Fan worms look more like feather dusters than animals. If you come across one while swimming in the ocean, all you’ll see is a beautiful spray of feathery tentacles, sprouting from a rock. These extend from around the creature’s hidden mouth, and they filter specks of food from the surrounding water. If you get too close, they’ll suddenly retract, pulling back into the protective tube that houses the animal’s more typical wormlike body.
The tentacles can do that because they have eyes. They’re like living feather dusters whose mouths can see you coming.
The simplest animal eyes consist of light-sensitive cells, partnered with a dark pigment. These give their owners a one-pixel sense of the world—not enough to qualify as true vision but enough to detect sources of light or shade. If these simple light detectors cluster in groups, they can provide their owners with information about light coming in from different directions, offering them a true, multipixel image of the world. The compound eyes of insects work in this way.
As I wrote in my National Geographic feature, “Simple eyes should not be seen as just stepping-stones along a path toward greater complexity. Those that exist today are tailored to the needs of their users. To understand how eyes evolved, scientists need to do more than examine their structures—they need [to] understand how animals use their eyes.”
For the fan worms, sight is all about defense. These creatures live stationary lives, sitting within their protective tubes and snagging floating particles of food from the water. Unlike related worms, they aren’t active predators, so they have no need for sharp eyesight. They just need to know if their bodies are inside their tubes, and if danger is approaching.
But despite these simple needs, they have evolved an astonishing range of eyes, which span the entire gamut from simple light detectors to complex compound eyes. That’s why Michael Bok from the University of Lund describes them as “nature’s eye factories.”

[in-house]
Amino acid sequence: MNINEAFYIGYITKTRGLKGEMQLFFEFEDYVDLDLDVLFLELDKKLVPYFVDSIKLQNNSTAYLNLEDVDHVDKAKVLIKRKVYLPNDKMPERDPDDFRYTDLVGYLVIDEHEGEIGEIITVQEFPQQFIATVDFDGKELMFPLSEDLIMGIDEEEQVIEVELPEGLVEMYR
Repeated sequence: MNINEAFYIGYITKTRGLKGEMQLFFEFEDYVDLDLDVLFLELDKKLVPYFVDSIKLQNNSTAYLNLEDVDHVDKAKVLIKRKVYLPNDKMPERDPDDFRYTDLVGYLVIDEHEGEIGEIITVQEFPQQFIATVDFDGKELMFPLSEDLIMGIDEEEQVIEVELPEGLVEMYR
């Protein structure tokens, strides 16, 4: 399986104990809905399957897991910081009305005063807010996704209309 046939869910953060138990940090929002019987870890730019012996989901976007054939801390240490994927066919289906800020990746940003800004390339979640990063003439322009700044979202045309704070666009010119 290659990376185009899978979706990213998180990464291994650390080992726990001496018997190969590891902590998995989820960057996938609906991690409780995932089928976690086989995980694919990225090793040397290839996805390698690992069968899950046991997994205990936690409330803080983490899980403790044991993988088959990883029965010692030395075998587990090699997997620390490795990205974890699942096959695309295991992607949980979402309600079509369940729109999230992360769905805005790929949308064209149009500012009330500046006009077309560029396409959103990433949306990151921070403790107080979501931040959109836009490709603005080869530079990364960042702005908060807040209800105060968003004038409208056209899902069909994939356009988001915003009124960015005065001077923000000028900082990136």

Most species have the basic one-pixel light detectors, or ocelli, on their heads, where you’d expect eyes to sit. These are too simple for true vision, and besides, they’re buried within the head, which is itself buried inside a tube. The worms probably use them to measure ambient light levels or tune their body clocks. They also have ocelli along their trunks and at the tips of their tails, which might warn them if they’ve somehow left their tubes and exposed their bodies.
The worms have also evolved ocelli on their crown of feathery tentacles, which look like dustings of orange pollen. These probably act as burglar alarms. They can’t see objects per se, but they can detect moving shadows, and so tell the worms when to withdraw their only vulnerable body parts.
Simple ocelli are good enough for that purpose, so it’s unclear why some fan worms have united these light detectors into true compound eyes. They’re astonishing to see, as if someone had grafted a fly’s eyes onto a flower. They’re also very diverse.
Within a single genus—Megalomma—some species have many small compound eyes on the tip of each tentacle, while others just have two very big ones. “You can see the benefits of both,” says Bok. The bigger eyes provide their owners with a sharper view of the world, but “they are riskier. If you get those nipped off, you’re blind.”
He suspects the balance of benefit and risk depends on the worms’ environments. “Maybe some species are in more interesting visual environments and they need a more sophisticated visual system to filter things out,” he says. “Animals in boring environments can get away with a simple shadow detector.”
Having described the dazzling variety of fan worm eyes, Bok now wants to study how they’re wired to the brain. Those in the feathery crown don’t seem to link up to the typical visual centers, so it seems that in evolving eyes in weird places, the worms also had to evolve new neural circuits from scratch. By understanding those circuits, Bok might get some clues about how the simplest eyes came to be.